What is known?
Dentin hypersensitivity (DHS) is characterized by a sharp, short-lasting “dentinal”
pain originating from pulpal tissues in a healthy pulp as a consequence of an external
stimulus, which can be thermal (hot; cold, including air), electrical, mechanical,
osmotic (sweet; sour), or chemical .
Its occurrence and intensity among individuals lies within a clinical spectrum that
ranges from occasional stimulus-reliant moderate pain to frequent stimulus-dependent
What are the problems?
A search in reveals that the number of publications related to the diagnosis of DHS
is limited (Table 1). This may be an indication that the issue of making a diagnosis
is either an easy or a difficult task. In fact, the latter is the case.
The results of a PubMed search reveal that many more publications focus on the therapy
of dentin (hyper)sensitivity than on diagnostic aspects. Search date December 10,
(“Dentin Sensitivity”[Mesh]) and “therapy” [Subheading]
(“Dentin Sensitivity”[Mesh] and “diagnosis” [Subheading])
Time is needed to make a correct diagnosis because (a) a thorough patient history
is required and (b) DHS is a diagnosis of exclusion: it is confirmed only after possible
other conditions have been diagnostically eliminated.
Unfortunately, a validated screening checklist of DHS-related predisposing, initiating,
and perpetuating risk factors identified in clinical or epidemiological studies is
not yet available.
Since individuals may be affected by DHS in varying degree, mild forms may not be
reported by the patient to the dentist. Conversely, in other patients, DHS may substantially
impair oral health-related quality of life (OHRQoL), for instance during drinking,
eating, and oral hygiene . Not every patient who suffers from DHS may know where
to seek help to alleviate the pain.
What are the recommendations for daily practice?
In every (new) patient, irrespective of a patient complaint of DHS, a verbal screening
is recommended, during which she/he is asked the following questions:
Do your teeth hurt when eating or drinking hot, cold, or acidic food or drinks?
Do your teeth hurt when you brush your teeth?
If patients answer with “yes” on at least one of these questions, specific pain characteristics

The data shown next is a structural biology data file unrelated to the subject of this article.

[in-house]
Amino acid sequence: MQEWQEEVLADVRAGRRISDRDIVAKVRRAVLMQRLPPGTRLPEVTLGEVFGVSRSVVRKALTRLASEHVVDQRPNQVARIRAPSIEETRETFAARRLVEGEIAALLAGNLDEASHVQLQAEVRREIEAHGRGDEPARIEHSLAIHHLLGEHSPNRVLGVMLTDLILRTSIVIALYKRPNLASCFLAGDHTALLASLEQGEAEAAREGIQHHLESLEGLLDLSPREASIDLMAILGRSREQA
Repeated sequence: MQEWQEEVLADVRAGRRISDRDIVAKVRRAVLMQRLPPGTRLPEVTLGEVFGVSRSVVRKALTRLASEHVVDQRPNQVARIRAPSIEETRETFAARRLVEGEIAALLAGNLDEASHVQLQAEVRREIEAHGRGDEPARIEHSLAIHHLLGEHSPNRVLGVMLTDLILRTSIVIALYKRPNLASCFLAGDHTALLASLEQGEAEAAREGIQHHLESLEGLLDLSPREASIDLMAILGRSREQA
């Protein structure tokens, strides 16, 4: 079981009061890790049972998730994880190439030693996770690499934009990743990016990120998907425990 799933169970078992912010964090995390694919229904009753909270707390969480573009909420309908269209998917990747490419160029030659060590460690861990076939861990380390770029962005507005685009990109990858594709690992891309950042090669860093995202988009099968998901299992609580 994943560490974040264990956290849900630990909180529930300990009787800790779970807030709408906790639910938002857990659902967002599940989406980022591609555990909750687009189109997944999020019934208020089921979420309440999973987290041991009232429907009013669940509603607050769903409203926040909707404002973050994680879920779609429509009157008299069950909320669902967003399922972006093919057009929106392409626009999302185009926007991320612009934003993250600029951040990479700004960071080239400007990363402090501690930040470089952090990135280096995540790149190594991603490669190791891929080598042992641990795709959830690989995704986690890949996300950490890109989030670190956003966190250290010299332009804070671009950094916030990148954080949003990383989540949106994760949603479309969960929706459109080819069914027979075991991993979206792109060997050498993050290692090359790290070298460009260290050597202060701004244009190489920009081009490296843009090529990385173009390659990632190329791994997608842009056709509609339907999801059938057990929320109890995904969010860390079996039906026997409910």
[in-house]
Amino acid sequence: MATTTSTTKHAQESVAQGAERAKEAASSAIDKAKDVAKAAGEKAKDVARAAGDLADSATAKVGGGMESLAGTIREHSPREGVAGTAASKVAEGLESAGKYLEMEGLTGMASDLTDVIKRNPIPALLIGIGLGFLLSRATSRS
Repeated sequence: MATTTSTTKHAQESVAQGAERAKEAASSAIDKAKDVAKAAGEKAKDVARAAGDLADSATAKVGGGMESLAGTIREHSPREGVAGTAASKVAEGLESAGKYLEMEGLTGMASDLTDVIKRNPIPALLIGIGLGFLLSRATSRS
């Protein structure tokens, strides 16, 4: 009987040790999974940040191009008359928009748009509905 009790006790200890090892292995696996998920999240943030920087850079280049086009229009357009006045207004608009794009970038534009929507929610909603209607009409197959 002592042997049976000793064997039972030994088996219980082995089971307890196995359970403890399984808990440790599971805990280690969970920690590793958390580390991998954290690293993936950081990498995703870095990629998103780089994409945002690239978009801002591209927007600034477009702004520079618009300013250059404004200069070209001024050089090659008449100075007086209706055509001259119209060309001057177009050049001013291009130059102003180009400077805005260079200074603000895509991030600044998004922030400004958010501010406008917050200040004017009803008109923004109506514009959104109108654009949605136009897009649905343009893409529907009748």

should be recorded (e.g., character, severity, site, onset, etc.).
Clinicians may ask or look for:
Personal behavior (e.g., consumption of highly acidic drinks or food; overzealous
Previous dental procedures (e.g., scaling and other periodontal therapy; tooth bleaching;
Clinical signs (e.g., dental erosion; gingival recession; exposed cervical dentin;
periodontitis; caries; tooth fractures).
In patients with suspected DHS (due to positive findings in step 1 and, possibly,
step 2), a thorough differential diagnosis is indispensable. Hence, other forms of
orofacial pain, including pulpitis, periodontal pain, cracked tooth syndrome, and
atypical odontalgia, must be excluded, before the diagnosis of DHS is made.
A specific DHS-related clinical examination is obligatory in cases with positive findings
in steps 1 and, possibly, 2, and negative findings in step 3:
It is suggested to move a blunt exploratory probe in the mesiodistal (or distomesial)
direction on the exposed dentin [12, 15]. In addition, a jet of air should be directed
towards the affected tooth region [12, 15]. These tactile and thermal stimuli should
provoke the DHS-associated pain.
Pain intensity should be measured by using an 11-point numerical rating scale, a 100-mm
visual analog scale, or a validated graphic pain scale, such as the Faces Pain Scale
Pain quality should be characterized by verbal descriptors (“pain adjectives”), either
according to the patient’s spontaneous report or by the use of a validated questionnaire
Since DHS may affect OHRQoL, it is recommended to include this pain-related dimension
during the patient assessment. A suitable instrument for this purpose is the Oral
Health Impact Profile , which needs to be completed by the patient. In addition
to the original version of this questionnaire, validated translations are available
in other languages, including Arabic , Chinese , Croatian , Dutch ,
French , German , Hungarian , Japanese [7, 22], Portuguese , Russian
, Slovenian , Spanish , and Turkish .
Finally, education of the public should be fostered to ensure that individuals affected
by and suffering from DHS know that dental practitioners may be able to alleviate